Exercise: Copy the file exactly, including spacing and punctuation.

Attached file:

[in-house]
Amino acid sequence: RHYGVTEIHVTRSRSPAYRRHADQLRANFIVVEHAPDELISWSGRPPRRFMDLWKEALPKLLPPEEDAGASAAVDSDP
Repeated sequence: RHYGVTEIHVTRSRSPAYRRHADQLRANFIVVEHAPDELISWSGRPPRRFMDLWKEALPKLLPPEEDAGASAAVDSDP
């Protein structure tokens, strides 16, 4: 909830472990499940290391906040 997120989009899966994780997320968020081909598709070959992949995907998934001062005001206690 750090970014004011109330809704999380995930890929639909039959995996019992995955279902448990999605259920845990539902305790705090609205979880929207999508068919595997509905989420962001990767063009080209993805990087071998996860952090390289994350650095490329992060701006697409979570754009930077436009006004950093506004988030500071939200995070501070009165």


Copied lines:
[in-house]
Amino acid sequence: RHYGVTEIHVTRSRSPAYRRHADQLRANFIVVEHAPDELISWSGRPPRRFMDLWKEALPKLLPPEEDAGASAAVDSDP
Repeated sequence: RHYGVTEIHVTRSRSPAYRRHADQLRANFIVVEHAPDELISWSGRPPRRFMDLWKEALPKLLPPEEDAGASAAVDSDP
């Protein structure tokens, strides 16, 4: 909830472990499940290391906040 997120989009899966994780997320968020081909598709070959992949995907998934001062005001206690 750090970014004011109330809704999380995930890929639909039959995996019992995955279902448990999605259920845990539902305790705090609205979880929207999508068919595997509905989420962001990767063009080209993805990087071998996860952090390289994350650095490329992060701006697409979570754009930077436009006004950093506004988030500071939200995070501070009165």